Bain compensation decision months away

Last updated 11:04 29/01/2013

Relevant offers


Education Minister Hekia Parata announces Marlborough colleges decision Live Chat replay: Chief Social Worker Paul Nixon talks child abuse in NZ Partner of Kiwi detainee speaks out about detention centre struggles Stories of detained Kiwis show 'crude' nature of Aus policy - Andrew Little Children's flag referendum views are being heard by voters in their families 'Our job is not to censor. We're not serving the political elite, business or corporations' 'I don't want to be prime minister' – Jacinda Ardern Former Australian detainee burglary arrest not a surprise - Andrew Little NZ flag shown in Islamic State video on group's enemies Why I'm voting my daughter's choice in the flag referendum

Justice Minister Judith Collins will take recommendations to Cabinet on the David Bain compensation claim - but a final decision is months away.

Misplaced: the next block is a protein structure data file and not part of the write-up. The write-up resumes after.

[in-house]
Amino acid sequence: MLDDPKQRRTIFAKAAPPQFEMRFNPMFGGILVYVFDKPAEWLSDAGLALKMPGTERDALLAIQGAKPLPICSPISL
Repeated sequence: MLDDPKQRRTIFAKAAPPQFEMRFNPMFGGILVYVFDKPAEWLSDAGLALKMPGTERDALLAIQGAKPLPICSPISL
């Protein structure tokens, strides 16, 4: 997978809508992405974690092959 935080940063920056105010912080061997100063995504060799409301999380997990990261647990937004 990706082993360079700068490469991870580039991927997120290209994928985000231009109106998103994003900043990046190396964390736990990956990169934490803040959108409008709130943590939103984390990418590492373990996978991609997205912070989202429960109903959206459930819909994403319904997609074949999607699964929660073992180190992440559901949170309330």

Late last year she rejected a report on the claim by retired Canadian judge Ian Binnie and ordered a peer review by Robert Fisher QC, which backed her concerns.

Ministers must now decide whether to ask Fisher to continue on the case, or commission a new lawyer or an independent panel to produce a new report.

Collins confirmed all of these options would prolong settling Bain's claim for wrongful conviction and imprisonment.

She said this morning a final decision would be "some time yet" and could take months.

The report and peer review has so far cost $500,000.

Bain was convicted in 1995 of murdering five members of his family in Dunedin and spent 13 years in jail. He was acquitted by a jury at a retrial in 2009, and subsequently submitted an application for compensation.

Estimates suggest he could get a $2 million payout - but because his case falls outside Cabinet guidelines he is not automatically entitled to compensation.

"Even though there has been a lot of money spent on this, and there will no doubt be more money spent on a report of some form, it is not a matter of money," Collins said.

"It is a matter of justice and it needs to be seen to be done." 

Ad Feedback

- The Dominion Post

Special offers
Opinion poll

Where do you stand on political coat-tail riding?

If it gets marginalised voices into Parliament, I'm for it.

I'm against it - if you don't get the votes, you shouldn't be there.

It's just part of the political game.

Vote Result

Related story: Voters reject riding on the coat-tails

Featured Promotions

Sponsored Content